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Back to Glasgow West War Story

Project Title: Glasgow West War Story

Exhibition: Armed Forces: the Royal Navy

During World War II men were recruited into the Royal Navy in a variety of roles. These roles included: seamen, signalmen and telegraphists; stokers; engine-room, electrical and ordnance artificers; shipwrights; blacksmiths, joiners, painters and plumbers; air fitters, air riggers and air mechanics; sick berth ratings; writer and supply ratings; officers’ stewards; and cooks. Throughout the war the Royal Navy helped defend Britain’s supplies of food, raw materials and weapons. This exhibition recalls the experiences of Mr Maclean who joined the Royal Navy in 1945 just before the end of the war. Mr Maclean was a boy during the war. He was evacuated to Whitefields shortly after the outbreak of the war and later returned home to Glasgow in 19--. He joined Glasgow University Naval Division when he was – and went on to spend three years in the Royal Navy. On his release of service from the Navy in 1948 he began a degree in Electronic Engineering at Glasgow University graduating with a BSc in 1953. Mr Maclean has fond memories of his time in the Royal Navy but visiting countries such as Japan post-war he also witnessed first-hand the devastation caused by war.

Assets in this exhibition:

Mr Maclean onboard HMS Consort

Exhibition Image One

Description

Mr Maclean standing on the stearn of HMS Consort in Malta. The clothes worn were working unifrom; blue denim trousers and a light blue shirt.

Source

Date: 1947
Location: Malta
Original Source: Mr Maclean private collection


Royal Navy Certificate of Service

Exhibition Image One

Description

This certificate records Mr Macleans service in the Royal Navy. Page 1 contains his personal details and shows that he volunteered to join the Navy on the 20th February 1945.

Source

Date: 1945
Contributor: Royal Navy


Royal Navy Certificate of Service page 2

Exhibition Image One

Description

Mr Maclean joined the Royal Navy on the 20th February 1945. This certificate records his service. Page 2 gives the names and dates of all the ships he served on until his release from service on the 20th March 1948.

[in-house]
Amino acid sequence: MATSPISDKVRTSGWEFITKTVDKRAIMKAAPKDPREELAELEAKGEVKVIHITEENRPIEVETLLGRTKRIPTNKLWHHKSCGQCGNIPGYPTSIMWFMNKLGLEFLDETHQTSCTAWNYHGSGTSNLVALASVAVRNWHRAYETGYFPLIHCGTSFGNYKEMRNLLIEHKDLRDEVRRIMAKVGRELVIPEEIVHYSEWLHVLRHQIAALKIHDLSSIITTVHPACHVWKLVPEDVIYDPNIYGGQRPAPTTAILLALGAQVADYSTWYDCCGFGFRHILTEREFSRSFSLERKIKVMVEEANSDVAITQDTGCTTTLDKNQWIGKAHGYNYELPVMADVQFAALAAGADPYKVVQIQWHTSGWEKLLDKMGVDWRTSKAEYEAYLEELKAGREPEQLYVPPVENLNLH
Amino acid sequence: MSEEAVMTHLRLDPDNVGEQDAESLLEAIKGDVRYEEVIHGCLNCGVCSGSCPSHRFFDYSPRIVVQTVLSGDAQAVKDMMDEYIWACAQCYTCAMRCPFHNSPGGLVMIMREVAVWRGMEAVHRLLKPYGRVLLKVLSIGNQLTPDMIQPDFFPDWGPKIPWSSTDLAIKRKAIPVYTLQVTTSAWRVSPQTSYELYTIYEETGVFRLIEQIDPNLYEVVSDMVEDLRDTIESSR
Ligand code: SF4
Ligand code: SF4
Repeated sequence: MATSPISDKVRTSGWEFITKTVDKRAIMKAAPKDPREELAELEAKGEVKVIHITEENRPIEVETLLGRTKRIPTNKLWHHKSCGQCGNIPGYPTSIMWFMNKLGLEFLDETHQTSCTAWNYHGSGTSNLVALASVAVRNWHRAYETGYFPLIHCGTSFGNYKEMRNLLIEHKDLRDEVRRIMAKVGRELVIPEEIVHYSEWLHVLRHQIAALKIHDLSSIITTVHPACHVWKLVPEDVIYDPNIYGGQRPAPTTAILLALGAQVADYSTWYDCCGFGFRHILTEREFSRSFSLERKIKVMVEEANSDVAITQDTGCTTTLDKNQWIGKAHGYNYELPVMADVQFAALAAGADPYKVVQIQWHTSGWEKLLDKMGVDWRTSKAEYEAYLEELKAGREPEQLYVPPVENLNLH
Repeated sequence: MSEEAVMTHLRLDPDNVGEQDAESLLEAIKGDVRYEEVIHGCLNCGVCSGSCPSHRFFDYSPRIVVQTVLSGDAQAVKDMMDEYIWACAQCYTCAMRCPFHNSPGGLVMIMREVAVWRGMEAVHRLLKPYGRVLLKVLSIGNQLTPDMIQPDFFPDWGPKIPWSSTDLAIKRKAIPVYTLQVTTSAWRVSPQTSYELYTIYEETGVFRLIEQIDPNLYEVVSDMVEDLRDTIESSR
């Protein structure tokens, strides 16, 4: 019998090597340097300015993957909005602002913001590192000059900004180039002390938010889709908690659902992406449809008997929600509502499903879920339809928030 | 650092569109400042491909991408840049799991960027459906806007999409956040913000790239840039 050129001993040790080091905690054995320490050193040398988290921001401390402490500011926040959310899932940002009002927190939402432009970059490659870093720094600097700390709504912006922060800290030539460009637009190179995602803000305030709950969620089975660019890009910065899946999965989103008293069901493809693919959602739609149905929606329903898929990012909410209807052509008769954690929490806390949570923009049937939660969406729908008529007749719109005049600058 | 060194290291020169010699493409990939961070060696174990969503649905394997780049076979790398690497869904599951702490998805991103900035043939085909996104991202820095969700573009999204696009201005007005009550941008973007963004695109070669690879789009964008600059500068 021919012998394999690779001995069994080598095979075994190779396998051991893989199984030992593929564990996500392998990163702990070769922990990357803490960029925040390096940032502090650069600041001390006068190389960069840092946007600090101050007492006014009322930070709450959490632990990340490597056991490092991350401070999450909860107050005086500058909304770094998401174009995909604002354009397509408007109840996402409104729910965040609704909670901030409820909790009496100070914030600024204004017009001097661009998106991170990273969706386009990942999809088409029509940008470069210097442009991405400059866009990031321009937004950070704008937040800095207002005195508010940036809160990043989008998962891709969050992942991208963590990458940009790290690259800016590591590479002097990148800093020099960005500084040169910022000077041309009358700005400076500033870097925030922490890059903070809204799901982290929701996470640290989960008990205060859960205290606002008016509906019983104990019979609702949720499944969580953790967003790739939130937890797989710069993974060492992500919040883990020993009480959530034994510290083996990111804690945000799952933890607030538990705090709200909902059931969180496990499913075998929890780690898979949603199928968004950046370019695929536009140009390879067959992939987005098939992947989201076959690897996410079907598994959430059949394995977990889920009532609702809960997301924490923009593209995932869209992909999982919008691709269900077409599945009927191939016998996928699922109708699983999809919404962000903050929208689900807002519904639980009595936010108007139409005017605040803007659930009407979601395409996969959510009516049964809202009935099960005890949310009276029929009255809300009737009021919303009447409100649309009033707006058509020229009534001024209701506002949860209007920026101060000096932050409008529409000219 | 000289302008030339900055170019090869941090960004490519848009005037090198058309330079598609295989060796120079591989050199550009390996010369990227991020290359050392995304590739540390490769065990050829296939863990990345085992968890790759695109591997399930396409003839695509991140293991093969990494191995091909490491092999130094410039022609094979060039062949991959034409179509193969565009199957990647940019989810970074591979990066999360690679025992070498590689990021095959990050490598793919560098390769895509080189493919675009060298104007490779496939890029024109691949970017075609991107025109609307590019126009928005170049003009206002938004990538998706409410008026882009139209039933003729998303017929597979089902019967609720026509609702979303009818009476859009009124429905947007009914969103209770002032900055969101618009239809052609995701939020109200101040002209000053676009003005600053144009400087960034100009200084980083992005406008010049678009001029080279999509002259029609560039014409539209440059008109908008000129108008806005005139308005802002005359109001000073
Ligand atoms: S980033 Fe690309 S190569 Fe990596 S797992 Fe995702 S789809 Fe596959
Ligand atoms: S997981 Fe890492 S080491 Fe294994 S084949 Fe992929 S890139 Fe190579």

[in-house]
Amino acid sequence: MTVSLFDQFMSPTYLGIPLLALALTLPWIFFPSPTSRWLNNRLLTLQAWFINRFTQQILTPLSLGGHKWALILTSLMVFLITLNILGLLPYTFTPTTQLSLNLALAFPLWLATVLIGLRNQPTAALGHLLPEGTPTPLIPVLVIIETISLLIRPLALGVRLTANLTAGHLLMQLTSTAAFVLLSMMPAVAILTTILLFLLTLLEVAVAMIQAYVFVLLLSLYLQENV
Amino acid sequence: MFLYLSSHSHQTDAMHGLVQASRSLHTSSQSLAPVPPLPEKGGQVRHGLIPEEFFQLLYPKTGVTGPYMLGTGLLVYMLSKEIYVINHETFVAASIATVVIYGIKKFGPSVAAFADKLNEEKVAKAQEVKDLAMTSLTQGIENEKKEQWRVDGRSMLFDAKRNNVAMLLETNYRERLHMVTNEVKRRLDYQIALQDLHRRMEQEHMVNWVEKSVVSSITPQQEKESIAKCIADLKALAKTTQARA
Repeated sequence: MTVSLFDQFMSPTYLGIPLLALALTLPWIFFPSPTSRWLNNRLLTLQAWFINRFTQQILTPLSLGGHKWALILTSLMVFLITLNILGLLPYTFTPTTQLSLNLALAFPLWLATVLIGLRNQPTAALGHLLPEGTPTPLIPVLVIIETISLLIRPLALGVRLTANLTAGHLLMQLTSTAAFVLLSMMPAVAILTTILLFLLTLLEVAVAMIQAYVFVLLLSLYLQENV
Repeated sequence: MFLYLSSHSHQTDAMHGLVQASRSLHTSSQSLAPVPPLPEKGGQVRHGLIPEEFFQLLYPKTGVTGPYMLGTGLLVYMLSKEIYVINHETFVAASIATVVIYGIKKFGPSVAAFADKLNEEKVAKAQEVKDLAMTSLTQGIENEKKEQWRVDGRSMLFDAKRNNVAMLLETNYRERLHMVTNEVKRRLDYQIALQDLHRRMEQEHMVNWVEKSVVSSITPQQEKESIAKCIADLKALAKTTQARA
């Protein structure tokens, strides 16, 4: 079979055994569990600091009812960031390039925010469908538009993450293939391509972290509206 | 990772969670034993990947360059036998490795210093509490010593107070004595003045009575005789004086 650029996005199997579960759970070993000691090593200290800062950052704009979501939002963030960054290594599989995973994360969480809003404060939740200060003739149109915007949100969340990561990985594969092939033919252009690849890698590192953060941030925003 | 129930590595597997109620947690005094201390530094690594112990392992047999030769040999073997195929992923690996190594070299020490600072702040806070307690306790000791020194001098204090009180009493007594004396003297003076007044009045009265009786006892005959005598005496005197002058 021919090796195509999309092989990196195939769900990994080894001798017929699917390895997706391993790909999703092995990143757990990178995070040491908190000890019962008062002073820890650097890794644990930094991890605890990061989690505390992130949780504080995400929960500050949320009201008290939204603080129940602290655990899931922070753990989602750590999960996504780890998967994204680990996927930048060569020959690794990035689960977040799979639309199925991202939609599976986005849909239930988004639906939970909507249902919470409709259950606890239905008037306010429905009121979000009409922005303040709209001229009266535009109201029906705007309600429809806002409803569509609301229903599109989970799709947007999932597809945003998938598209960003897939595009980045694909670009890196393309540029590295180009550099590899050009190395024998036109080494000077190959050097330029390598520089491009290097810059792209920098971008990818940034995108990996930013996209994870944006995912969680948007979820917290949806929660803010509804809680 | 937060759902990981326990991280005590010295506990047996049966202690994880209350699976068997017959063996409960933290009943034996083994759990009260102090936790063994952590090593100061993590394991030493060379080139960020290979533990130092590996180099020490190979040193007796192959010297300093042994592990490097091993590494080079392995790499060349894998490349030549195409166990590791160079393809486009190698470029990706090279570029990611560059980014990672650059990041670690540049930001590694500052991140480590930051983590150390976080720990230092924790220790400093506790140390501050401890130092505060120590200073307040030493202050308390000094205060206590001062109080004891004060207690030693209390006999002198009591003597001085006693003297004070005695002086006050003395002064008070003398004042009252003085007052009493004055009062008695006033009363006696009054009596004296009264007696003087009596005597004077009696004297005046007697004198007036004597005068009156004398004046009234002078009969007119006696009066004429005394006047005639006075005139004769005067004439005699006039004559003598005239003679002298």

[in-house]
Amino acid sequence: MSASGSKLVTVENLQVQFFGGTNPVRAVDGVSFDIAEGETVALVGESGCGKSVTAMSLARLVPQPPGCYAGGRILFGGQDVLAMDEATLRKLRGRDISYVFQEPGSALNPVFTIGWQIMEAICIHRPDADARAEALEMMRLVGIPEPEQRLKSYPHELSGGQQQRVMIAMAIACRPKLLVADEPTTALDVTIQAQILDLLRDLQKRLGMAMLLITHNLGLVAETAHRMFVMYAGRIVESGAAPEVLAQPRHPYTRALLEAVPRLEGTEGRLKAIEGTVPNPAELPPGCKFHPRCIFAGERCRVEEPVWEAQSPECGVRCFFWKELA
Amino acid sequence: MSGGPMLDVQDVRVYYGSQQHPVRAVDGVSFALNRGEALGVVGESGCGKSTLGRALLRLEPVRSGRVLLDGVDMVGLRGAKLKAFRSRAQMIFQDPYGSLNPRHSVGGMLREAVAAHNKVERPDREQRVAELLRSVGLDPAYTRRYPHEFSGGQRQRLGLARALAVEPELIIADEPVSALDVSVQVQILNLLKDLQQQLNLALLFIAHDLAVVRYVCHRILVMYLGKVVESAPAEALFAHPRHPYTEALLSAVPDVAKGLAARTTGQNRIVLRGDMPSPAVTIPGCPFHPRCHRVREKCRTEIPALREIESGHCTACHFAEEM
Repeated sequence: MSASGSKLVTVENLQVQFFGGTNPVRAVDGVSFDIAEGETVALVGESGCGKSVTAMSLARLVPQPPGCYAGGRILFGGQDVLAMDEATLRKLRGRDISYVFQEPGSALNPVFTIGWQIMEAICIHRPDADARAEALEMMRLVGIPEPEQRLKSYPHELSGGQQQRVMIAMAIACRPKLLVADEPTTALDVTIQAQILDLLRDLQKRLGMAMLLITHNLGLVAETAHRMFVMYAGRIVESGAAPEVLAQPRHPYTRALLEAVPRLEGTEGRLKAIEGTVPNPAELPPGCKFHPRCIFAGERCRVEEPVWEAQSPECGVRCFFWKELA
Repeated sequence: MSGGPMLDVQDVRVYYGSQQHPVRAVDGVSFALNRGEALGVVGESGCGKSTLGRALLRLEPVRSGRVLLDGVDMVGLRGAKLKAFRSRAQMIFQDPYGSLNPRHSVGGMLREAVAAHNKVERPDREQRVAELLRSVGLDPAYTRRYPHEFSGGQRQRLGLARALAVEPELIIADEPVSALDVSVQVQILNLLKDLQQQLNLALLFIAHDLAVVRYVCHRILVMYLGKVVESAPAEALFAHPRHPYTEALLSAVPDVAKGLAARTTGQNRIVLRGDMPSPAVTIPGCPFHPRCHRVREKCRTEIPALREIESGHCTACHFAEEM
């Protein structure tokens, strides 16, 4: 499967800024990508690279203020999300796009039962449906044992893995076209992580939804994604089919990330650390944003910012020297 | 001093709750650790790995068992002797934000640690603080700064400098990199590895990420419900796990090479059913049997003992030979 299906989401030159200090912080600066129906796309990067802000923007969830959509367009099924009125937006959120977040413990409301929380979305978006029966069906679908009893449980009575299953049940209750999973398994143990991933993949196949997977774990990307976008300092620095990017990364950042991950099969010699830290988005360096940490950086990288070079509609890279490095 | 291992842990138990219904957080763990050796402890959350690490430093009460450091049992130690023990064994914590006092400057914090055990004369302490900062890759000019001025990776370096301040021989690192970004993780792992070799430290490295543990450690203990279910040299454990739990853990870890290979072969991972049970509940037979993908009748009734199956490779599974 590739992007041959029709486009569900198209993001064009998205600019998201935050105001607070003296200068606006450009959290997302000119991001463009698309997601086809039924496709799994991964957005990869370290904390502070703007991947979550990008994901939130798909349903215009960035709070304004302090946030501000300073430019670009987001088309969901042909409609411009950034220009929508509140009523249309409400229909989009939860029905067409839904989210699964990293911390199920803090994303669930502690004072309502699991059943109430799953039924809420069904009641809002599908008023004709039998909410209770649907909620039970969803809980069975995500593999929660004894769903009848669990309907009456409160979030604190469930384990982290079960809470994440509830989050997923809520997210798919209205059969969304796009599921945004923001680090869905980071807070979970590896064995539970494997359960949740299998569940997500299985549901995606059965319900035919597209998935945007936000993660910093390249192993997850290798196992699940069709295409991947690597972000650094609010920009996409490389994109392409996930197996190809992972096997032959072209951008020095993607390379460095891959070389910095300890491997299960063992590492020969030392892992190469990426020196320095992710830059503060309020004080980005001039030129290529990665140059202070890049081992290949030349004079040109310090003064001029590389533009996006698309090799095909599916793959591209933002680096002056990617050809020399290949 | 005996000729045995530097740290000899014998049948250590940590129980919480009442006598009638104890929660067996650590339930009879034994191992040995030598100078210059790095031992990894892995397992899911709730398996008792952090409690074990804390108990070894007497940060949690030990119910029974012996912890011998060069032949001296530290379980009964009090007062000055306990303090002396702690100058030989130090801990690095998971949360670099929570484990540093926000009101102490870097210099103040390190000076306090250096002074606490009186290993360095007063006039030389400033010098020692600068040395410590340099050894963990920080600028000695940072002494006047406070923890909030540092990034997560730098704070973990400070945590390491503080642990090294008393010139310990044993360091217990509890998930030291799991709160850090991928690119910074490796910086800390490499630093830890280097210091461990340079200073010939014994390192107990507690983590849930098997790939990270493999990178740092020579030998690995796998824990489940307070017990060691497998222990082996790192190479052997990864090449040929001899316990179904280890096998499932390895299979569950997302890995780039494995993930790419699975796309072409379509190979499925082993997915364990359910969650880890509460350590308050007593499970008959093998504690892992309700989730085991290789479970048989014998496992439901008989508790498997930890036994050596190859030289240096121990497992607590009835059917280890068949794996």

Source

Date: 1945-1948
Contributor: Royal Navy


Photographs of HMS Consort crew

Exhibition Image One

Description

Whilst in the Royal Navy, Mr Maclean took many photographs of his fellow HMS Consort crew members and the many places he visited. The photograph top left shows the crew dressed in uniform for Sunday divisions, non-denominational service. Top right shows Mr Maclean standing on the stearn of HMS Consort. The bottom photographs of crew members were taken whilst docked in Malta.

Source

Date: 1947
Contributor: Mr Maclean
Location: Malta/near Malta
Original Source: Mr Maclean private collection


Crew with anti-aircraft gun onboard HMS Consort

Exhibition Image One

Description

HMS Consort crew with Bofor anti-aircraft gun. Bofor guns were rapid firing 40mm canons manufactured in Sweden and formed part of the anti-aircraft armament onboard ships defending coastal areas during World War II.

The clothes worn by the crew are typical of the working uniform for onboard ship.

Source

Date: 1947
Contributor: Mr Maclean
Location: Mediterranean Sea
Original Source: Mr Maclean private collection


Gunnery History sheet

Exhibition Image One

Description

Whilst Mr Maclean was in the Royal Navy he received gunnery training. This is page 1 of his Gunnery History sheet which records his training.

Source

Contributor: The Royal Navy


Record of Examination in Gunnery and Radar

Exhibition Image One

Description

Whilst in the Royal Navy Mr Maclean received training in gunnery and radar. This document records his training and examinations. It shows that he passed examinations in radar whilst serving on HMS Valkyrie in 1946, and examinations in gunnery serving on HMS Drake later the same year.

Source

Date: 1946
Contributor: Royal Navy


9 inch Torpedo ('fish')

Exhibition Image One

Description